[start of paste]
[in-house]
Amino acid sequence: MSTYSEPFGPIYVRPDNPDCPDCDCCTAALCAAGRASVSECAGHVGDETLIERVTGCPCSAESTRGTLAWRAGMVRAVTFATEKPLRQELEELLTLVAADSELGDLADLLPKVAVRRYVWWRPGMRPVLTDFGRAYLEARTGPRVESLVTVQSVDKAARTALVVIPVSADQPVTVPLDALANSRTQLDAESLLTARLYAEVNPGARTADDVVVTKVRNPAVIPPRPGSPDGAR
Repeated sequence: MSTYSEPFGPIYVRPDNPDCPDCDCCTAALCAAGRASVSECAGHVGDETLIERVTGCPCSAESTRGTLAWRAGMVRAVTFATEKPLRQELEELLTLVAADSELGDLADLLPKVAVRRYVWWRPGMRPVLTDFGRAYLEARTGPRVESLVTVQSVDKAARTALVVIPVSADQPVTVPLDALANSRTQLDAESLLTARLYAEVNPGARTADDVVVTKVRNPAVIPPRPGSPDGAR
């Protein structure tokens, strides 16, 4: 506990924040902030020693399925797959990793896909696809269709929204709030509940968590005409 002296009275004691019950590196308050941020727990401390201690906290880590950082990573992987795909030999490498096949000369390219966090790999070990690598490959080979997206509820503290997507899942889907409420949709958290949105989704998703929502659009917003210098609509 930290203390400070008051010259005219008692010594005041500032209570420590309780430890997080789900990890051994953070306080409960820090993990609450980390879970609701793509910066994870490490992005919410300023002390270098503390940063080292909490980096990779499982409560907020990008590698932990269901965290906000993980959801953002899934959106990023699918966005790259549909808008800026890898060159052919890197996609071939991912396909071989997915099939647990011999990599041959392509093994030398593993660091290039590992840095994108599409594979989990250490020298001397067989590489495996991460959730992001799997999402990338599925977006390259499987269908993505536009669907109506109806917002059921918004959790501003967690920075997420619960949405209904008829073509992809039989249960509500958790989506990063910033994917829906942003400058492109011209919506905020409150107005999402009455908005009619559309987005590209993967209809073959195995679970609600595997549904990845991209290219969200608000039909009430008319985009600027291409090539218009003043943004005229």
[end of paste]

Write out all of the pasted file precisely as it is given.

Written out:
[in-house]
Amino acid sequence: MSTYSEPFGPIYVRPDNPDCPDCDCCTAALCAAGRASVSECAGHVGDETLIERVTGCPCSAESTRGTLAWRAGMVRAVTFATEKPLRQELEELLTLVAADSELGDLADLLPKVAVRRYVWWRPGMRPVLTDFGRAYLEARTGPRVESLVTVQSVDKAARTALVVIPVSADQPVTVPLDALANSRTQLDAESLLTARLYAEVNPGARTADDVVVTKVRNPAVIPPRPGSPDGAR
Repeated sequence: MSTYSEPFGPIYVRPDNPDCPDCDCCTAALCAAGRASVSECAGHVGDETLIERVTGCPCSAESTRGTLAWRAGMVRAVTFATEKPLRQELEELLTLVAADSELGDLADLLPKVAVRRYVWWRPGMRPVLTDFGRAYLEARTGPRVESLVTVQSVDKAARTALVVIPVSADQPVTVPLDALANSRTQLDAESLLTARLYAEVNPGARTADDVVVTKVRNPAVIPPRPGSPDGAR
């Protein structure tokens, strides 16, 4: 506990924040902030020693399925797959990793896909696809269709929204709030509940968590005409 002296009275004691019950590196308050941020727990401390201690906290880590950082990573992987795909030999490498096949000369390219966090790999070990690598490959080979997206509820503290997507899942889907409420949709958290949105989704998703929502659009917003210098609509 930290203390400070008051010259005219008692010594005041500032209570420590309780430890997080789900990890051994953070306080409960820090993990609450980390879970609701793509910066994870490490992005919410300023002390270098503390940063080292909490980096990779499982409560907020990008590698932990269901965290906000993980959801953002899934959106990023699918966005790259549909808008800026890898060159052919890197996609071939991912396909071989997915099939647990011999990599041959392509093994030398593993660091290039590992840095994108599409594979989990250490020298001397067989590489495996991460959730992001799997999402990338599925977006390259499987269908993505536009669907109506109806917002059921918004959790501003967690920075997420619960949405209904008829073509992809039989249960509500958790989506990063910033994917829906942003400058492109011209919506905020409150107005999402009455908005009619559309987005590209993967209809073959195995679970609600595997549904990845991209290219969200608000039909009430008319985009600027291409090539218009003043943004005229």